So we have a room filled with rushing wind. And a vision of tongues of fire. Jesus' disciples are invigorated about the way forward by these symbolic reminders of their Jewish heritage. But there is one more event at Pentecost which also spurs them on by recalling the past.

As the ruach of God takes hold of them, they begin to speak in other languages. Immigrant Jews from many other countries who are in Jerusalem at that time are able to hear in their own language what these Spirit-filled disciples are saying. This is a very particular moment in scripture. Nowhere else in the Bible is an event like this described. When St Paul, in 1 Corinthians, writes about the gift of speaking in tongues, he's not talking about a sudden ability to speak in other human languages.

What we are seeing here is something that builds on another Hebrew myth — the story of the Tower of Babel in Genesis 11. The original tellers of that story sought to explain the existence of different languages. At Babel the people of the world all speak one language, and come together into one place. They learn how to make bricks and mortar and decide that they will build a tower that reaches up to the heavens. God sees this happening, the myth says, and is troubled by the prospect of what humanity might try and do together. So God gives them all different languages to confound them and frustrate their plans.

It's a rather weird little story and may have served no other purpose than to explain how different languages came into being. Theologically, it perhaps also acted as a cautionary tale (in the same way the temptation of Adam and Eve does) not to attempt to become like God.

St Luke, who wrote the account of Pentecost in the book of Acts, purposefully inverts the myth of Babel to make a new point. The followers of Christ, empowered by the Holy Spirit, become united across boundaries of language, race and nationality. Here, then, is when the followers of Jesus are inspired to take his message of hope to all nations, to work and live together in a single community for the common good.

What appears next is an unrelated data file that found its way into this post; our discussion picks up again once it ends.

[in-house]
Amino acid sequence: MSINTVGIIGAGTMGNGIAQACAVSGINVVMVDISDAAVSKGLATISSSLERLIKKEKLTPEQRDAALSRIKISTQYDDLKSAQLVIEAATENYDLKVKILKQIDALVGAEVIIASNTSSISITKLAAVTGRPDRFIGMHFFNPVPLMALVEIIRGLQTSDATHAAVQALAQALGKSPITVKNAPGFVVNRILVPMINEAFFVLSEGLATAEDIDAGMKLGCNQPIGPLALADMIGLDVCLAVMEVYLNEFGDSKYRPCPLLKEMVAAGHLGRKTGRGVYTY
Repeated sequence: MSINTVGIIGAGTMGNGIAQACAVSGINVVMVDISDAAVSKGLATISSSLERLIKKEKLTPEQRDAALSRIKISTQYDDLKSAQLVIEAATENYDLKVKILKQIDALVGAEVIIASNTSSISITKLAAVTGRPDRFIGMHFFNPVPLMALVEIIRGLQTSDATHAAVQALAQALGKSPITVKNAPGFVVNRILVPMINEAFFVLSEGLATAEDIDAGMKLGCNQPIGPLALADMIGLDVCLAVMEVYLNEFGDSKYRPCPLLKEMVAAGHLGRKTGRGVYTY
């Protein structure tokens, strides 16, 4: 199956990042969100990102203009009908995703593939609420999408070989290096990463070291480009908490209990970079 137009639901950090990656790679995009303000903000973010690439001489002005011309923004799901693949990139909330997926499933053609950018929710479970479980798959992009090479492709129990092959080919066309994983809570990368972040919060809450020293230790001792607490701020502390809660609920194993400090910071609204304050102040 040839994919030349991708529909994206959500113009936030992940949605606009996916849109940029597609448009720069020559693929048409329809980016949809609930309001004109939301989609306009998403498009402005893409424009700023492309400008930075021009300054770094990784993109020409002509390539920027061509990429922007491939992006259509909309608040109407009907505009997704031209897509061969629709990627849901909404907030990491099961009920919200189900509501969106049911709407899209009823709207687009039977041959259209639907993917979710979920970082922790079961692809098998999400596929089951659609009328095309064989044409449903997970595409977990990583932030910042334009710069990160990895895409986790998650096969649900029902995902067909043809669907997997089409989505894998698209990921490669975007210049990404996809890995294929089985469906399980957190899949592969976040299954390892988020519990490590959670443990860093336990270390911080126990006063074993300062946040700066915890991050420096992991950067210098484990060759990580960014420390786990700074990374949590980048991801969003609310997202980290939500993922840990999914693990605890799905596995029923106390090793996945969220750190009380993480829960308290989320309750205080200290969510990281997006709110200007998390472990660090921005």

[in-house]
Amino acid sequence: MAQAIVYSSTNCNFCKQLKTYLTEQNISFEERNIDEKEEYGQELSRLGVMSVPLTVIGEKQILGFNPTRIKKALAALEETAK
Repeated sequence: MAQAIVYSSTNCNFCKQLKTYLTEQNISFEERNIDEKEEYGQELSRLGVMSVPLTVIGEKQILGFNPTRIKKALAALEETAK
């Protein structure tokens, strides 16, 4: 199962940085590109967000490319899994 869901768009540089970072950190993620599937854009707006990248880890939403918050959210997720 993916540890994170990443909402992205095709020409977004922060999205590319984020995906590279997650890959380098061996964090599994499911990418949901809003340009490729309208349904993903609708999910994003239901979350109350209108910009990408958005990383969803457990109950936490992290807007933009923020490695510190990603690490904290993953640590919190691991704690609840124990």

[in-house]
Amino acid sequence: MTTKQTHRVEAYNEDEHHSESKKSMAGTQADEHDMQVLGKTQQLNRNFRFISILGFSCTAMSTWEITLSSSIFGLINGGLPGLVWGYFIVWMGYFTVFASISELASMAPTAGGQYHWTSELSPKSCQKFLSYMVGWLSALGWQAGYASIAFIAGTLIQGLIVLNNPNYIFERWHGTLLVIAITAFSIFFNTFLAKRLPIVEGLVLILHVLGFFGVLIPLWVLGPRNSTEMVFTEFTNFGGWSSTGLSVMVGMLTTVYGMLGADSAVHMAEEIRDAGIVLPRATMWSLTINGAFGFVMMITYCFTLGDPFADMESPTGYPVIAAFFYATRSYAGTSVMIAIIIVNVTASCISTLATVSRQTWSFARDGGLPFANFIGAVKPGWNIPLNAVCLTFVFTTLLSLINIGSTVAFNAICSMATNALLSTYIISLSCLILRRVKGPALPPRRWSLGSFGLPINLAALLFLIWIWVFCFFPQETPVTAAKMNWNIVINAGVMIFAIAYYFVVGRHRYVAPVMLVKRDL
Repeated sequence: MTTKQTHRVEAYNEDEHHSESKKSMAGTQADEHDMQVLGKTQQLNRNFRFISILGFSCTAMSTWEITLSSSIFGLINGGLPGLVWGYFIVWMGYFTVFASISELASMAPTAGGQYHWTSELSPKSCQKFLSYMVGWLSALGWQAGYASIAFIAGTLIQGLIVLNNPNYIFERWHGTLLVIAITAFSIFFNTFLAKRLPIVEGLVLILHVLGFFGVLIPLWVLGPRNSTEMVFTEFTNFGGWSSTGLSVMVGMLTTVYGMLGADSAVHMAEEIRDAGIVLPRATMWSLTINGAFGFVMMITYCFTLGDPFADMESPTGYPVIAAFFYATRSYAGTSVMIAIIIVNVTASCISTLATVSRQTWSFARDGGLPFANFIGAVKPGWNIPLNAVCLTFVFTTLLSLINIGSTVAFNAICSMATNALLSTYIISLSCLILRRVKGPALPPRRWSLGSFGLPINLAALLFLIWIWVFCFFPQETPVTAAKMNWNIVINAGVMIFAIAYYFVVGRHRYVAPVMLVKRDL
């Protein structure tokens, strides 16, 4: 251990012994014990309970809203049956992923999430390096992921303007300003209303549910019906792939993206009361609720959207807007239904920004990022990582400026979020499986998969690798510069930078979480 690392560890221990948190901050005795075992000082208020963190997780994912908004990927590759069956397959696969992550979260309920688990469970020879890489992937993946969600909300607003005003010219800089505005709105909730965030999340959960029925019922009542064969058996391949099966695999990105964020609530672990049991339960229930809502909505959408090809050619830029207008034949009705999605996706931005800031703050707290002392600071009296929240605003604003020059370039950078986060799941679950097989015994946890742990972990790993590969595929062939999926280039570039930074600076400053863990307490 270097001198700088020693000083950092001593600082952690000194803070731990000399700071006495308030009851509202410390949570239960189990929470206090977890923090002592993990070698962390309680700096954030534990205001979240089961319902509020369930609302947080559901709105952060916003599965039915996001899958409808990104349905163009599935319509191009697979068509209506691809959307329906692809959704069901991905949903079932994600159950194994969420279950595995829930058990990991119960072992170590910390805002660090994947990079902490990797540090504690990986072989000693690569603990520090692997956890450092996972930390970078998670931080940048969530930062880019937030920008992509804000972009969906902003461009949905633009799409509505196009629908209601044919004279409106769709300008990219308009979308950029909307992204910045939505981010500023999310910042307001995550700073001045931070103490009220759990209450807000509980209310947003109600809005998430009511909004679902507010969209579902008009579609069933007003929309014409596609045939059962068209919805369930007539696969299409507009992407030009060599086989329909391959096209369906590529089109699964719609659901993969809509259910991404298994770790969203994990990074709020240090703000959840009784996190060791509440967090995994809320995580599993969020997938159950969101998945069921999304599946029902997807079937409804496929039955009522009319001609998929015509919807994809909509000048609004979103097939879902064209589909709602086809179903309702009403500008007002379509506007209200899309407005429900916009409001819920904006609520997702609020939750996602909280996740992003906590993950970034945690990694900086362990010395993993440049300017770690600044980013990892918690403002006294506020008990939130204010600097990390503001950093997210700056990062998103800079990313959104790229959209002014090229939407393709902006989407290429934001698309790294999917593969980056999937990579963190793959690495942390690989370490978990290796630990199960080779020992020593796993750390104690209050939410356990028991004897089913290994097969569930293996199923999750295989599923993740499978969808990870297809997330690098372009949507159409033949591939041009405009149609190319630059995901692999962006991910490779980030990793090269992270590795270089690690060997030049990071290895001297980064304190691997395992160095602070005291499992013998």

We are the inheritors of that message, a congregation of people from all around the world, animated by the ruach of God, led by the light of Christ, and inspired to reach out as one body to those around us with the love that has warmed our own hearts.

In the words of St Paul in 1 Corinthians 12, 'In the one Spirit we were all baptised into one body — Jews or Greeks, slaves or free — and we were all made to drink of one Spirit.'

Pentecost challenges and reminds us of what it means to be one in Christ. We are united in him so that we can bear witness to his good news. To do so means setting aside our differences, and offering our individual gifts and skills to the mission and ministry of the church. Mary Hinkle Shore writes:
One way to know whether a movement is led by the Spirit of God [according to St Paul] is to listen for its claims about Jesus Christ. By the Spirit, the church testifies that Jesus — not money, security, self-esteem, paranoia, power, or anything else — is Lord... Gifts from God's Spirit proclaim Jesus as Lord. They also serve the common good... Individuals receive gifts from the Spirit, yet each gift is for the body as a whole. This implies that if a gift cannot be shared, and shared for the good of others, it is not from the Spirit.

Last night's terrorist attack at London Bridge is a powerful reminder of what happens when faith becomes corrupted by ego, a quest for power, or a fear of those who are different to ourselves. That is not of God (and we must surely bear in mind that the history of the church is full of equally twisted atrocities where Christians lost sight of their calling to serve the common good).

Pentecost reminds us that God's vital and creative force is available to animate us not just for our own good but for that of others. That means setting aside our own agenda and joining in with the unity of the people of God, sharing our gifts, valuing and respecting the gifts that others have to offer, and reminding ourselves that in a world where there are many things to direct or motivate our self-interest (including, I might add, the election pitches of politicians...) we have chosen another way, the way of Jesus which puts love ahead of self-interest, with the light of the good news of the gospel leading us on to show way.